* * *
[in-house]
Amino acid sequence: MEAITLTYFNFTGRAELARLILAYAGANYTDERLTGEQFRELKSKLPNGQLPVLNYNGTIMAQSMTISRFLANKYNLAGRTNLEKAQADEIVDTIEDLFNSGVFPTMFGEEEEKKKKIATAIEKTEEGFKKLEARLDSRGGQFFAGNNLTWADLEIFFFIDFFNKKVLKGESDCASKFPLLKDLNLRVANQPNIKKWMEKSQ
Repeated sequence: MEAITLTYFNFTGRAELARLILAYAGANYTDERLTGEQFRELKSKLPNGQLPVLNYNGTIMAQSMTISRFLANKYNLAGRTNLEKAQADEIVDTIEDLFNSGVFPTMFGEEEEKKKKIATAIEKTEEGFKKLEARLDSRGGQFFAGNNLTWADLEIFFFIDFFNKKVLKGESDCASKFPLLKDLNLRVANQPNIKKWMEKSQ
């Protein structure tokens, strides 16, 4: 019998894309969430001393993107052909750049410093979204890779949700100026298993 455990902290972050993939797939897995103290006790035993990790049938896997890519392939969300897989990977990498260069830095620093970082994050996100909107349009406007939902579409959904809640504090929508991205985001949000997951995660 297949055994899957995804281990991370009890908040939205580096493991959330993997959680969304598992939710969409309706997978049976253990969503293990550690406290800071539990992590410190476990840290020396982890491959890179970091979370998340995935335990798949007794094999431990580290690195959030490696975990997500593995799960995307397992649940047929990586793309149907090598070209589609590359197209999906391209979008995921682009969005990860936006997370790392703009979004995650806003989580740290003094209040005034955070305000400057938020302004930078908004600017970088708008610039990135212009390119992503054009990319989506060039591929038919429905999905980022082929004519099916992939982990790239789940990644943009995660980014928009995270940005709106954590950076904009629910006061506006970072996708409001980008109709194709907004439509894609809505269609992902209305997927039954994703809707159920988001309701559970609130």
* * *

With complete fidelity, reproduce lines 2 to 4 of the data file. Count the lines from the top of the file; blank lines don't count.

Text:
Amino acid sequence: MEAITLTYFNFTGRAELARLILAYAGANYTDERLTGEQFRELKSKLPNGQLPVLNYNGTIMAQSMTISRFLANKYNLAGRTNLEKAQADEIVDTIEDLFNSGVFPTMFGEEEEKKKKIATAIEKTEEGFKKLEARLDSRGGQFFAGNNLTWADLEIFFFIDFFNKKVLKGESDCASKFPLLKDLNLRVANQPNIKKWMEKSQ
Repeated sequence: MEAITLTYFNFTGRAELARLILAYAGANYTDERLTGEQFRELKSKLPNGQLPVLNYNGTIMAQSMTISRFLANKYNLAGRTNLEKAQADEIVDTIEDLFNSGVFPTMFGEEEEKKKKIATAIEKTEEGFKKLEARLDSRGGQFFAGNNLTWADLEIFFFIDFFNKKVLKGESDCASKFPLLKDLNLRVANQPNIKKWMEKSQ
């Protein structure tokens, strides 16, 4: 019998894309969430001393993107052909750049410093979204890779949700100026298993 455990902290972050993939797939897995103290006790035993990790049938896997890519392939969300897989990977990498260069830095620093970082994050996100909107349009406007939902579409959904809640504090929508991205985001949000997951995660 297949055994899957995804281990991370009890908040939205580096493991959330993997959680969304598992939710969409309706997978049976253990969503293990550690406290800071539990992590410190476990840290020396982890491959890179970091979370998340995935335990798949007794094999431990580290690195959030490696975990997500593995799960995307397992649940047929990586793309149907090598070209589609590359197209999906391209979008995921682009969005990860936006997370790392703009979004995650806003989580740290003094209040005034955070305000400057938020302004930078908004600017970088708008610039990135212009390119992503054009990319989506060039591929038919429905999905980022082929004519099916992939982990790239789940990644943009995660980014928009995270940005709106954590950076904009629910006061506006970072996708409001980008109709194709907004439509894609809505269609992902209305997927039954994703809707159920988001309701559970609130």